In the case where a scripting addition is installed in the system and the same one (or a different version of the same one) is in the applet, the one installed in the application by this command will be used, solely because it is in the application's event handler table, which is searched before the system's table where all the other scripting additions are.

    This command should only be called once because it loads the 'osax' resources into memory, detaches them and installs them in the event handler table. It does not keep any reference to those memory blocks, so they are not reclaimed until the application quits. Calling this multiple times will install multiple copies and use a potentially significant amount of memory.

    As I said before, you'll still need to have Jon's Commands installed in the Scripting Additions folder for this to work. It would take a new applet shell (the code that runs your script) to remove this restriction. You should also make sure that you aren't violating scripting addition author's distribution restrictions. For example, Jon's Commands requires a $25 licence to ship it with your commercial or shareware software, but it's free to include with freeware.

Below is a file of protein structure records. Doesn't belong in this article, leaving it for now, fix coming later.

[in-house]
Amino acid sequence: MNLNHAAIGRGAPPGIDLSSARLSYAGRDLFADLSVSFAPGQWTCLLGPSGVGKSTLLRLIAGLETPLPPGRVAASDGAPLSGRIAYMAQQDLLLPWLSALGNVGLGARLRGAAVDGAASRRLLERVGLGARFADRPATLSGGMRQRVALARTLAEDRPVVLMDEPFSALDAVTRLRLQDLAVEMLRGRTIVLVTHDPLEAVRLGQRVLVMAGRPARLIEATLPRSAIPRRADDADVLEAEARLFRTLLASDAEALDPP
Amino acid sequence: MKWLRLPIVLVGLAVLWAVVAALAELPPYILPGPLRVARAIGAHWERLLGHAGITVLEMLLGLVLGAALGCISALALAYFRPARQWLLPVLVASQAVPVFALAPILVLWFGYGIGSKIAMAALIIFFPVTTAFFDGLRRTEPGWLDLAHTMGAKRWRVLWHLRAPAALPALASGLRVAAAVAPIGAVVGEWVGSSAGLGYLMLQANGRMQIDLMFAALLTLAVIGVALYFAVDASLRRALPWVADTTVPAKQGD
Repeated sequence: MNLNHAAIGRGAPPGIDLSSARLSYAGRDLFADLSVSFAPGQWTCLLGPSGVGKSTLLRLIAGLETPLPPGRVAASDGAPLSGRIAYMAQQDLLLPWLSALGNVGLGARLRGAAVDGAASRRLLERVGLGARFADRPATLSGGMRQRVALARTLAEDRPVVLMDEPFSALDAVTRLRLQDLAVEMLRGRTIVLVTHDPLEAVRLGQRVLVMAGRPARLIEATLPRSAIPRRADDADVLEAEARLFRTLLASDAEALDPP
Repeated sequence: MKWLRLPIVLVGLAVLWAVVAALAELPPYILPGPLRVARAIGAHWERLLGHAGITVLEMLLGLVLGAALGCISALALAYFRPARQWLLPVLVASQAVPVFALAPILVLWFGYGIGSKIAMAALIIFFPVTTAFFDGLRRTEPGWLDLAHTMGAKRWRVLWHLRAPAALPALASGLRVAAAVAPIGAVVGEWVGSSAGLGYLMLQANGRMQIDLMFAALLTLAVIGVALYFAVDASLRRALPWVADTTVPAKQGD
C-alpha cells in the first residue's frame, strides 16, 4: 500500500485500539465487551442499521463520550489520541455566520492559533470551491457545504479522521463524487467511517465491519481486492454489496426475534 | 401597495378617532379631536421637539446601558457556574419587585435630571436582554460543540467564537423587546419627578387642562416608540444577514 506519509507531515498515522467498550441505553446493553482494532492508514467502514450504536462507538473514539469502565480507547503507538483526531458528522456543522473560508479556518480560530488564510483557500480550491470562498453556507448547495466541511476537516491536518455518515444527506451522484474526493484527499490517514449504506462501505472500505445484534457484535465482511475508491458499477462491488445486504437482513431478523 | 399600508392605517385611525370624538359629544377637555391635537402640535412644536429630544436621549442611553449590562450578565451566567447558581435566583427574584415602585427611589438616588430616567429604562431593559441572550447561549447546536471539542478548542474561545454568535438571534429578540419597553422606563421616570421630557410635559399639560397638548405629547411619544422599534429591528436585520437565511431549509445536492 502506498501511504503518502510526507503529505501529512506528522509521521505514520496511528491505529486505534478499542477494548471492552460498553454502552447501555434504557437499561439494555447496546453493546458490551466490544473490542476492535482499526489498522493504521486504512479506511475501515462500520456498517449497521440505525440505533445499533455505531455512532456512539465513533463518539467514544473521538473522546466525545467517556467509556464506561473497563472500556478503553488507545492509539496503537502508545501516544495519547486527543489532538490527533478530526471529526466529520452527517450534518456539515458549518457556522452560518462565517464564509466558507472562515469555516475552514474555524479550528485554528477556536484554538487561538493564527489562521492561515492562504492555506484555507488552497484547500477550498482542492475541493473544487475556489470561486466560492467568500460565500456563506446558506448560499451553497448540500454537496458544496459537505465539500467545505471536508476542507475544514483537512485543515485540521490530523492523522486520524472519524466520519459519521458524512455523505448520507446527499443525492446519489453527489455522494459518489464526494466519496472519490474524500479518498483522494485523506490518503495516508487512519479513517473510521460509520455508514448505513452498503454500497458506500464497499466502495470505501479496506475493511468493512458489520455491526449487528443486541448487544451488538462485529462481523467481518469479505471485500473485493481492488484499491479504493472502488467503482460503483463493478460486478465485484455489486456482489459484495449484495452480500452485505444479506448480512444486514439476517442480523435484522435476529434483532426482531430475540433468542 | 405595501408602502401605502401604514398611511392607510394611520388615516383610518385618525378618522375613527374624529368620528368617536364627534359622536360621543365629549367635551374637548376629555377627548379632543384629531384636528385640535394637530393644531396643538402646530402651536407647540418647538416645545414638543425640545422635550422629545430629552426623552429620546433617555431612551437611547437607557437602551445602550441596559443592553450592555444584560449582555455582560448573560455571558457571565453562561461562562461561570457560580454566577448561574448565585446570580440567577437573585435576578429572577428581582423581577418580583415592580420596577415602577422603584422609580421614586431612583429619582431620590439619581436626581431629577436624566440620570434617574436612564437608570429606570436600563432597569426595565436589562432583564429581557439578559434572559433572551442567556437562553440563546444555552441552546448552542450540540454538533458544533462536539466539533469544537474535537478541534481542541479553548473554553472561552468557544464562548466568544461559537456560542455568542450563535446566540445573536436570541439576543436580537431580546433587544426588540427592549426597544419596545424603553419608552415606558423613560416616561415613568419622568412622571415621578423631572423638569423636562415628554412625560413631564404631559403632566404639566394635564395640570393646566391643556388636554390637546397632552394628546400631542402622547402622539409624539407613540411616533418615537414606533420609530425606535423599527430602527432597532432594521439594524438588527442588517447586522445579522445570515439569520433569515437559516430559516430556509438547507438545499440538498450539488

There's only one parameter to this command and it should generally be used. It is "only the top resource file used" and restricts the resource loading to only the applet, which is the top resource file (excepting Jon's Commands and AppleScript which are opened on top of the script application calling this command). The parameter is a boolean parameter, so it is accessed via the with/without keywords. The default is without, so you only need to use it with "with". With this command and this parameter, I'm betting that I've got the longest 1 parameter event in all of AppleScript.

    This will return error 11934 if there are no 'osax' resources to install and 11935 if there is an 'osax' resource with an invalid name.


    load embedded scripting additions
    load embedded scripting additions with only the top resource file used


    This simple command returns whether a file is busy or not. Busy files cannot be opened or deleted. Typically, busy files are open by either the system or another application.


    set busyFinder to FileIsBusy alias "Macintosh HD:System Folder:Finder"

    File Coercions:

  • string to file specification
  • styled text to file specification